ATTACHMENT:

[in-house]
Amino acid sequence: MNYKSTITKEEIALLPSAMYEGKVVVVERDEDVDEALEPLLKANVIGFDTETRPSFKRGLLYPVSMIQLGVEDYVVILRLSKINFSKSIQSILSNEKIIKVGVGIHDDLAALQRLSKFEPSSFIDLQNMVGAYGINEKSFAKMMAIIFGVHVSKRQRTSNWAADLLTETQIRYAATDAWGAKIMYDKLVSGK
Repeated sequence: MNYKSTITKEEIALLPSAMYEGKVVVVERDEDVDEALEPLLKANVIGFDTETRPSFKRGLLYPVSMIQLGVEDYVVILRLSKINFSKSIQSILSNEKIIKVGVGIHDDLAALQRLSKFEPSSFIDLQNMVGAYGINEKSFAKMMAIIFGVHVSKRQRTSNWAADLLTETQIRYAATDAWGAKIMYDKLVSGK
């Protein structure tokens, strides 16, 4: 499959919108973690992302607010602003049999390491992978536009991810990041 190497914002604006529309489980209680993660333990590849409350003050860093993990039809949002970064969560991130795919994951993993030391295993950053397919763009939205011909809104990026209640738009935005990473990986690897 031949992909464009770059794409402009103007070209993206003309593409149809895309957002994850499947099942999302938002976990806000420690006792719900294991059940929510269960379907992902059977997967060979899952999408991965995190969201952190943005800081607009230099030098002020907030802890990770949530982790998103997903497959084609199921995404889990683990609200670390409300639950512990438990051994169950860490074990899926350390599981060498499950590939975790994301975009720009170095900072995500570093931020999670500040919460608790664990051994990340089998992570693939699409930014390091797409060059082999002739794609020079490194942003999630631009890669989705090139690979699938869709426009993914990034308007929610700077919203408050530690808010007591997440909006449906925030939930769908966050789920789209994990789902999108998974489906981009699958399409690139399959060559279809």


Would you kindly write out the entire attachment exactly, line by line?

[in-house]
Amino acid sequence: MNYKSTITKEEIALLPSAMYEGKVVVVERDEDVDEALEPLLKANVIGFDTETRPSFKRGLLYPVSMIQLGVEDYVVILRLSKINFSKSIQSILSNEKIIKVGVGIHDDLAALQRLSKFEPSSFIDLQNMVGAYGINEKSFAKMMAIIFGVHVSKRQRTSNWAADLLTETQIRYAATDAWGAKIMYDKLVSGK
Repeated sequence: MNYKSTITKEEIALLPSAMYEGKVVVVERDEDVDEALEPLLKANVIGFDTETRPSFKRGLLYPVSMIQLGVEDYVVILRLSKINFSKSIQSILSNEKIIKVGVGIHDDLAALQRLSKFEPSSFIDLQNMVGAYGINEKSFAKMMAIIFGVHVSKRQRTSNWAADLLTETQIRYAATDAWGAKIMYDKLVSGK
């Protein structure tokens, strides 16, 4: 499959919108973690992302607010602003049999390491992978536009991810990041 190497914002604006529309489980209680993660333990590849409350003050860093993990039809949002970064969560991130795919994951993993030391295993950053397919763009939205011909809104990026209640738009935005990473990986690897 031949992909464009770059794409402009103007070209993206003309593409149809895309957002994850499947099942999302938002976990806000420690006792719900294991059940929510269960379907992902059977997967060979899952999408991965995190969201952190943005800081607009230099030098002020907030802890990770949530982790998103997903497959084609199921995404889990683990609200670390409300639950512990438990051994169950860490074990899926350390599981060498499950590939975790994301975009720009170095900072995500570093931020999670500040919460608790664990051994990340089998992570693939699409930014390091797409060059082999002739794609020079490194942003999630631009890669989705090139690979699938869709426009993914990034308007929610700077919203408050530690808010007591997440909006449906925030939930769908966050789920789209994990789902999108998974489906981009699958399409690139399959060559279809």